Update 8:55 p.m. EDT May 21: Hawaii’s seasonally adjusted unemployment rate jumped to 22.3% in April, up from just 2.4% the previous month, as hotels, restaurants and retailers closed amid efforts to curb the spread of the coronavirus.

Nationwide, the jobless rate stood at 14.7%

The state Department of Labor said Thursday 487,550 people were employed in Hawaii during the month out of a labor force of 627,450.

First families pay tribute to longtime White House butler

Update 7:30 p.m. EDT May 21: Tributes from former first families rolled in Thursday in response to the news that a man who was a fixture in the White House who served 11 presidents had died at the age of 91 after contracting COVID-19.

Wilson Jerman started working as a cleaner under President Dwight Eisenhower and retired as an elevator operator during the presidency of Barack Obama.

“With his kindness and care, Wilson Jerman helped make the White House a home for decades of First Families, including ours,” said former first lady Michelle Obama. “His service to others –– his willingness to go above and beyond for the country he loved and all those whose lives he touched –– is a legacy worthy of his generous spirit.”

Jerman became a White House butler under President John Kennedy, a role that Mrs. Kennedy was instrumental in landing for him, his oldest granddaughter, Jamila Garrett, told the local Fox News station in Washington.

“Jerman served as a White House butler across 11 presidencies and made generations of first families feel at home, including ours,” tweeted Hillary Clinton. “Our warmest condolences to his loved ones.”

Former President George W. Bush and first lady Laura Bush said that Jerman was a “lovely man.”

“He was the first person we saw in the morning when we left the residence and the last person we saw each night when we returned,” the Bushes said in a statement to NBC News.

Desiree Barnes, who worked in the Obama administration, said Jerman treated the staff kindly. She recalled that when she worked as an intern he would get her a meal if she had not eaten and that he even called her during a particularly rough snowstorm to make sure she was okay.

“It did not matter political party, he was there to serve,” Barnes said. “He had been there on some of the hardest days for a lot of presidents. ... Imagine being there when President Kennedy was assassinated and having to receive the first lady at the time. So, he was a really empathetic man. He just was a great listener.”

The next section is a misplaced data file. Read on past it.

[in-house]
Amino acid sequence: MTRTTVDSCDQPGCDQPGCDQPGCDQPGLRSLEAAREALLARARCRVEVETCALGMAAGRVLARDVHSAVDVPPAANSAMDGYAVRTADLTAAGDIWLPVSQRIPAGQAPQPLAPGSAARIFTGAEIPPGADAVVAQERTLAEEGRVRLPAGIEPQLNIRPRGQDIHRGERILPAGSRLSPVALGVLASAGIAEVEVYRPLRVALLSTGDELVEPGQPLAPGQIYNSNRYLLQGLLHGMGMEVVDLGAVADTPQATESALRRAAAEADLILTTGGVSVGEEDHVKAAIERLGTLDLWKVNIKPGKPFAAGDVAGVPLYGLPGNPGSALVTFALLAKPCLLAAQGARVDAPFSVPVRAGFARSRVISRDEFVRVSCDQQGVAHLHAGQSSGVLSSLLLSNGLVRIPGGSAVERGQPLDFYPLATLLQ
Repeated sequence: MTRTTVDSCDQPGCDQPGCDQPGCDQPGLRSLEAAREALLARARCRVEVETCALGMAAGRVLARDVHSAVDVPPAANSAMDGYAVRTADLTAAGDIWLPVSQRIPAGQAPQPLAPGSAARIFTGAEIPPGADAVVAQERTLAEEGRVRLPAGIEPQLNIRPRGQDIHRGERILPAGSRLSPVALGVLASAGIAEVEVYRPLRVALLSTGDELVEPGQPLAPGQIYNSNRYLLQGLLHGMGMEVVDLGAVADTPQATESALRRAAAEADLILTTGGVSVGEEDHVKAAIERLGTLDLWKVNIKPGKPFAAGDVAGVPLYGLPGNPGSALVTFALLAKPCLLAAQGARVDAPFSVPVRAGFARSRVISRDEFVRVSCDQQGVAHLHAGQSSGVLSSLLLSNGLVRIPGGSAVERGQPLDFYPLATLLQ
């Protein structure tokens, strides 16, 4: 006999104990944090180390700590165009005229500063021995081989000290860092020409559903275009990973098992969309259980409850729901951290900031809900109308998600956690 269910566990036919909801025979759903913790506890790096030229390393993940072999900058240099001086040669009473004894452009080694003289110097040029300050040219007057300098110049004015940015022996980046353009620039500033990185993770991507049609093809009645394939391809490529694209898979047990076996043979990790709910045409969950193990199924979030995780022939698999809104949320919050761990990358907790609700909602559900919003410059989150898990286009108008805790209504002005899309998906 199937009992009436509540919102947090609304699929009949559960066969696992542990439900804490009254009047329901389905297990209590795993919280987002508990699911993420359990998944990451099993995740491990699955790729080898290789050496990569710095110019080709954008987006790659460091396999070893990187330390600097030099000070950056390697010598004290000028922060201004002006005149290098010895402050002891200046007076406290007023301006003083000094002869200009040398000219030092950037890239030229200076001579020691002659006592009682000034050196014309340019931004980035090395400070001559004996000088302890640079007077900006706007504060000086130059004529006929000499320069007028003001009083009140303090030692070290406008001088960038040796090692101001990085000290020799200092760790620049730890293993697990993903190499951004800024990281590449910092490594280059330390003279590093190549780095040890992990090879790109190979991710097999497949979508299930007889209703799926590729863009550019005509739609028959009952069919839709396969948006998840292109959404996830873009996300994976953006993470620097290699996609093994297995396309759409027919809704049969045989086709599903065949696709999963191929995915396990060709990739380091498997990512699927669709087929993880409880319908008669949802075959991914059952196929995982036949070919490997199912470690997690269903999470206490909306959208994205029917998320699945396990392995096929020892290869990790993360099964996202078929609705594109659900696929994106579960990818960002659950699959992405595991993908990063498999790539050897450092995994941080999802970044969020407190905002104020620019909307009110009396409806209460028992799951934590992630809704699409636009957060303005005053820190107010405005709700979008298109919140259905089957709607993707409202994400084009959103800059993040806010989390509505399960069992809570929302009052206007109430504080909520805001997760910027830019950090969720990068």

Nursing home testing a massive challenge for Pennsylvania

Update 6:15 p.m. EDT May 21: Pennsylvania would have to boost its testing numbers several times over to meet Gov. Tom Wolf’s goal of administering a weekly coronavirus test to well over 100,000 people in long-term care facilities across the state, a gigantic undertaking that health officials are scrambling to make a reality in less than two weeks.

It’s unclear who would administer the tests, who would supply them — and, despite Wolf’s assurances that taxpayers will foot the bill — who would pay.

Nursing homes and other long-term care facilities have struggled for months to contain the virus, with many lacking the trained staff, testing supplies and personal protective equipment in the early going that could have helped them slow the spread, according to public health experts. Residents of long-term care homes account for roughly two-thirds of the statewide death toll of more than 4,800, a higher proportion that in most other states.

The White House has strongly urged testing of all residents and staff at the nation’s hard-hit nursing homes. On Wednesday, Wolf said his administration has a plan in place starting June 1 “that we will be testing every employee and every patient once a week.” He repeated the vow in a call with reporters Thursday.

But the Wolf administration has made no such plan public, and the numbers make clear that such widespread, weekly testing would present a daunting challenge.

“Without a plan, and without adequate supplies to do it, we’re concerned about how well it’s going to be implemented,” said Adam Marles, president and CEO of LeadingAge PA, which represents hundreds of nonprofit nursing homes statewide.

More than 120,000 people live in about 1,900 nursing homes, assisted living centers and personal care homes regulated by the state, according to information from state agencies. The facilities have tens of thousands of workers.

Tennessee reaches highest ever monthly jobless rate

Update 5:30 p.m. EDT May 21: Tennessee reached its highest monthly unemployment rate ever in April as the state managed public safety concerns raised by the new coronavirus outbreak by closing nonessential businesses, a move that has led to more than a half-million jobless claims.